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ITC Rules Apple Does Not Infringe S3 Graphics Patents 81

First time accepted submitter boley1 writes "According to Cnet — S3 Graphics's case collapsed in their ITC suit, with the ITC ruling that Apple does not infringe on any of S3's patents. A big blow to HTC according to the report." So much for HTC buying a warchest; according to the ruling it looks like AMD/ATI actually owned the patents in question.
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ITC Rules Apple Does Not Infringe S3 Graphics Patents

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  • by Anonymous Coward on Tuesday November 22, 2011 @04:08AM (#38133396)


    A) Apple sued HTC, HTC bought patents defensively
    B) HTC has been making smart phones longer than Apple
    C) It is widely regarded that Apple copied LG in its design of the iphone
    D) (Steve Jobs on XEROX "Great Artists Steal")

  • by Anonymous Coward on Tuesday November 22, 2011 @04:51AM (#38133520)
    When did that happen for the last time in known history? ITC has one purpose only -- to protect US companies from competition.
  • by king neckbeard ( 1801738 ) on Tuesday November 22, 2011 @05:12AM (#38133590)
    HTC did innovate, and they were innovating in smartphones long before Apple did. The problem was that they didn't have as powerful a patent portfolio. Really, the problem probably isn't with HTC itself. Rather, the difference is that they've largely gone from WinMo to Android. Switching from Apple's BFF to Google means that all that cross-licensing stuff between Apple and MS no longer applies to them.
  • by ciaran_o_riordan ( 662132 ) on Tuesday November 22, 2011 @05:48AM (#38133680) Homepage

    The US-ITC rejects almost all such requests, so this is no surprise and doesn't necessarily mean the case has collapsed.

    Some patent holders surely use these procedures just to smear product developers and scare investors - in the hope of a easy cash settlement.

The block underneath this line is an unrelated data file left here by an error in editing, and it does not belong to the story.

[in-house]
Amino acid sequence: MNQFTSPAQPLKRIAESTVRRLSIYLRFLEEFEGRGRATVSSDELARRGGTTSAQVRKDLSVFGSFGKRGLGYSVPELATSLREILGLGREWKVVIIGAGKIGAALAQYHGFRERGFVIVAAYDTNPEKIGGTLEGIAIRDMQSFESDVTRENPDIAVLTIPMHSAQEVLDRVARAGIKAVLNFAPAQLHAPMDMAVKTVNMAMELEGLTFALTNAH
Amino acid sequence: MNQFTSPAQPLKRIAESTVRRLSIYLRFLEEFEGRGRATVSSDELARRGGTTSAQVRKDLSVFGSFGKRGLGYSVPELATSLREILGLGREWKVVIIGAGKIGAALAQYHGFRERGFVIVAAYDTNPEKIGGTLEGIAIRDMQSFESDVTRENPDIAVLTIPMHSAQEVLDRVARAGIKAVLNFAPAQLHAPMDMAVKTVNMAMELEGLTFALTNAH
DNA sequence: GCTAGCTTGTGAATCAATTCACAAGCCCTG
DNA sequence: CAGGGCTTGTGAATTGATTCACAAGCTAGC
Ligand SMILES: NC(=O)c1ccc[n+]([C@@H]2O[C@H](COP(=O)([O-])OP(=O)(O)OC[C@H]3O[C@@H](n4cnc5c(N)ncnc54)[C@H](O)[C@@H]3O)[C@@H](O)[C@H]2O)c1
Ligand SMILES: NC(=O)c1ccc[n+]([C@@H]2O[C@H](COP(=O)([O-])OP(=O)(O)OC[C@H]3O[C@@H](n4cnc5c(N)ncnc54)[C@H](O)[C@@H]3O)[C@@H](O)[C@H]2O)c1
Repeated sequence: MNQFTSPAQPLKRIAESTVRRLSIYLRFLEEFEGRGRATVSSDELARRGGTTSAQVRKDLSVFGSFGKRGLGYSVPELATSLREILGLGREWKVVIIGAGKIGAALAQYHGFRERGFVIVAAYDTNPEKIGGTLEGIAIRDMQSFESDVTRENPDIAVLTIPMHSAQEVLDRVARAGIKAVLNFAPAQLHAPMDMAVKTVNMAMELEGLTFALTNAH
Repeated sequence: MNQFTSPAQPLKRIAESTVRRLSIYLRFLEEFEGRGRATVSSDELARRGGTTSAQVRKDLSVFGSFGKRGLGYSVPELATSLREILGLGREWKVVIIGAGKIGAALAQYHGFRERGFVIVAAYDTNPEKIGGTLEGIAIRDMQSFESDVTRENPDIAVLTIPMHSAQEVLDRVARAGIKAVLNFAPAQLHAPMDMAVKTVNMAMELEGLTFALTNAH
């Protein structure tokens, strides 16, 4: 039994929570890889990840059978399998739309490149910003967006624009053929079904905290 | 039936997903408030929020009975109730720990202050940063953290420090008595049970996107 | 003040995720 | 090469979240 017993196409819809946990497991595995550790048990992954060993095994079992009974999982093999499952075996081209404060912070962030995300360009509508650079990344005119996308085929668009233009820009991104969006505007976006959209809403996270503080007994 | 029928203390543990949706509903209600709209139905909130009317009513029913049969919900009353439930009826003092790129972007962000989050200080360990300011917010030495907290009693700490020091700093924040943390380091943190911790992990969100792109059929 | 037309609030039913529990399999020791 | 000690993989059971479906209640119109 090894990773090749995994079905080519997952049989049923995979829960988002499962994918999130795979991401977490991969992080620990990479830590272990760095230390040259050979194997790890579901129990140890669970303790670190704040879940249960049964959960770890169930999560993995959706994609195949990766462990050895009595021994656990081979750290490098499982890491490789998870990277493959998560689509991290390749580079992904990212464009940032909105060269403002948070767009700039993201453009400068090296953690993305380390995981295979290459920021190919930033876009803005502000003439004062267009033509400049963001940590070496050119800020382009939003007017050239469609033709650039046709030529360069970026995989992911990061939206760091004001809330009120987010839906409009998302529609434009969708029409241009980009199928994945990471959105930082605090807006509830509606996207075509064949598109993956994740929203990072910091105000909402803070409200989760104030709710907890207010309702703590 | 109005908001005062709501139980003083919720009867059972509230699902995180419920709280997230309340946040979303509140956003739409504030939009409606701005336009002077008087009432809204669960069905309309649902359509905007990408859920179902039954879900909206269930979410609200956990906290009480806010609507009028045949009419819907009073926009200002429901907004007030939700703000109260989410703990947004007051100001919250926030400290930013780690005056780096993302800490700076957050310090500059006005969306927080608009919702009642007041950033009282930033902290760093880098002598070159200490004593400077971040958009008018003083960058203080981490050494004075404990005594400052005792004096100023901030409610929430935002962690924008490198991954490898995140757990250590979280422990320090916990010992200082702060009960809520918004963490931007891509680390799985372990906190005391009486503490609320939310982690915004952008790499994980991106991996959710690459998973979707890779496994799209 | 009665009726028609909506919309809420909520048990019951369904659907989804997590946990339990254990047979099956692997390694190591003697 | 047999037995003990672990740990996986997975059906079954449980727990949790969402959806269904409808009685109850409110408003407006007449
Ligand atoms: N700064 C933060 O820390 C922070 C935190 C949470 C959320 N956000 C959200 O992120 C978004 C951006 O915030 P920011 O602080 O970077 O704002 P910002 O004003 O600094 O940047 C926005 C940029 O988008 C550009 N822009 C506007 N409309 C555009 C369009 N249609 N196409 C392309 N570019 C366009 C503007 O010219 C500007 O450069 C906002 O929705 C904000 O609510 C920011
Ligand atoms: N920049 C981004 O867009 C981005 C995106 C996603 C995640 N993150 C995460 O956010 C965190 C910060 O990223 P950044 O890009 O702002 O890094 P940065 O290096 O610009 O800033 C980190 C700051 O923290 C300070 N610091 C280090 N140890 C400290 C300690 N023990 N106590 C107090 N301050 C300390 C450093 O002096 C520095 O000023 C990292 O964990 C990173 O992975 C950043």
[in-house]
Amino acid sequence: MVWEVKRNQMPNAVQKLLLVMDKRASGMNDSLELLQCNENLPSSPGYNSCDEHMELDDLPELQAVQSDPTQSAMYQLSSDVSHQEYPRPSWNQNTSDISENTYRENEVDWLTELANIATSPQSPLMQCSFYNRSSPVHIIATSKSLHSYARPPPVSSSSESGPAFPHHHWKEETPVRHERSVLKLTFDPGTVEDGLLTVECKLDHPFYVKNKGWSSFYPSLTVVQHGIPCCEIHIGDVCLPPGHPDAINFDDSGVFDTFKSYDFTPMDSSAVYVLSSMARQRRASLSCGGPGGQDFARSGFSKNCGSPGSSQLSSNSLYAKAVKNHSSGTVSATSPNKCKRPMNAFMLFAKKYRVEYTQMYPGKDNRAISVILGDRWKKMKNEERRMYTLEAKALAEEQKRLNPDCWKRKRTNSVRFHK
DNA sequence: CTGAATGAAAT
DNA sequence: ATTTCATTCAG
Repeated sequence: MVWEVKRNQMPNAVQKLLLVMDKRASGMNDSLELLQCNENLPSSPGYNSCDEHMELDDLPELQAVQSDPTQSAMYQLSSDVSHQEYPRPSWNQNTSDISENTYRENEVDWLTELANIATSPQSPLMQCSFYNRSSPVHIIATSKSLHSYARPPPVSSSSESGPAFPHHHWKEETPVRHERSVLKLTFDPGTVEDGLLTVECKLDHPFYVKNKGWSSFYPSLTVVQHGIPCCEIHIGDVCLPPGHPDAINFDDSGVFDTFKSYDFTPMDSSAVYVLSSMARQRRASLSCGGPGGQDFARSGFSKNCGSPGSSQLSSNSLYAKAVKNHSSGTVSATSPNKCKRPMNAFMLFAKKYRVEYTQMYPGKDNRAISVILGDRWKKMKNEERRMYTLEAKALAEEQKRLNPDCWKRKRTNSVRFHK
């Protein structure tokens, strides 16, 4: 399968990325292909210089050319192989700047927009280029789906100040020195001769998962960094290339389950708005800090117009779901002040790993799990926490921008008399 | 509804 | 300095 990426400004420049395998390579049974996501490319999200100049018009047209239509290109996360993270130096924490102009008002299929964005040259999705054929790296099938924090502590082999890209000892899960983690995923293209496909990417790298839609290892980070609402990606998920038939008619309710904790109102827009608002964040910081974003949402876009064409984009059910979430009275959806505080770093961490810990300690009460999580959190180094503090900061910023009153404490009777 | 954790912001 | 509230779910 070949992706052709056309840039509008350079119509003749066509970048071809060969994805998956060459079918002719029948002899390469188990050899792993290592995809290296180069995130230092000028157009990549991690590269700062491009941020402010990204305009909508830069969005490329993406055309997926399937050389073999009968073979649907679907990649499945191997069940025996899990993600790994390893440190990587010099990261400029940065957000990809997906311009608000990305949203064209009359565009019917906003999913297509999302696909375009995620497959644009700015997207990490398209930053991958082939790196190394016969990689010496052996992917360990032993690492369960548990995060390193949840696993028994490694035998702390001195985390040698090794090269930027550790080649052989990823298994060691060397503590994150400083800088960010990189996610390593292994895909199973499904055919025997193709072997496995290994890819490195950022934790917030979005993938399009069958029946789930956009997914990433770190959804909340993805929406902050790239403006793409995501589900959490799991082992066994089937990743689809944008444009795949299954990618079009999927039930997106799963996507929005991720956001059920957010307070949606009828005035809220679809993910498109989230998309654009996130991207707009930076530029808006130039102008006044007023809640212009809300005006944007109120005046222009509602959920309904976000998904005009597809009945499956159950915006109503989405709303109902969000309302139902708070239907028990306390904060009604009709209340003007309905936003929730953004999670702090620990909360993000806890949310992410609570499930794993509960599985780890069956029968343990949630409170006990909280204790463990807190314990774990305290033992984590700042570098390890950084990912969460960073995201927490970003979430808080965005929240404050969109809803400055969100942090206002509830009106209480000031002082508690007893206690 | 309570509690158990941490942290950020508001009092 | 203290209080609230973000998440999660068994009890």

More about the ITC: []

  • by chrb ( 1083577 ) on Tuesday November 22, 2011 @08:49AM (#38134388)

    The principle is the same though. If the U.S. International Trade Court consistently rules in favor of U.S. companies, then it is highly likely that the trade courts of other nations will rule for their domestic companies. Apple sue Samsung in U.S. and win, Samsung sue Apple in Korea and win. Apple sue HTC in U.S. and win, HTC sue Apple in Taiwan and win. It is probably no coincidence that the first company to stand up to Microsoft's Android tax has been a U.S. company, rather than the foreign device manufacturers.

    As regards this particular case, this is just one ruling in response to an appeal of a previous ruling, and this ruling will in turn be appealed. And even if Apple win the appeal, it still leaves HTC with hundreds of patents from the rest of their patent portfolio, plus the 265 S3 patents they acquired, plus the new patents they got from Google []. They only need to win once to be able to block sales of infringing hardware. And they can't not win some of the time - if the U.S. ITC find in favor of Apple over a foreign company hundreds of times, then the international patent system is going to tear itself apart, starting with Taiwan and Korea.

    (Meanwhile, China has practically no intellectual property or patent enforcement, and is rewarded with the fastest growing economy in the world, despite a prolonged global recession. Ahh.....)

  • by RyuuzakiTetsuya ( 195424 ) <taiki@[ ].net ['cox' in gap]> on Tuesday November 22, 2011 @08:51AM (#38134404)

    By innovate you mean, "making the same crappy Windows Mobile phones everyone else was making at the time?"

    Or by innovate you mean, "putting a godawful skin on top of android?"

Who goeth a-borrowing goeth a-sorrowing. -- Thomas Tusser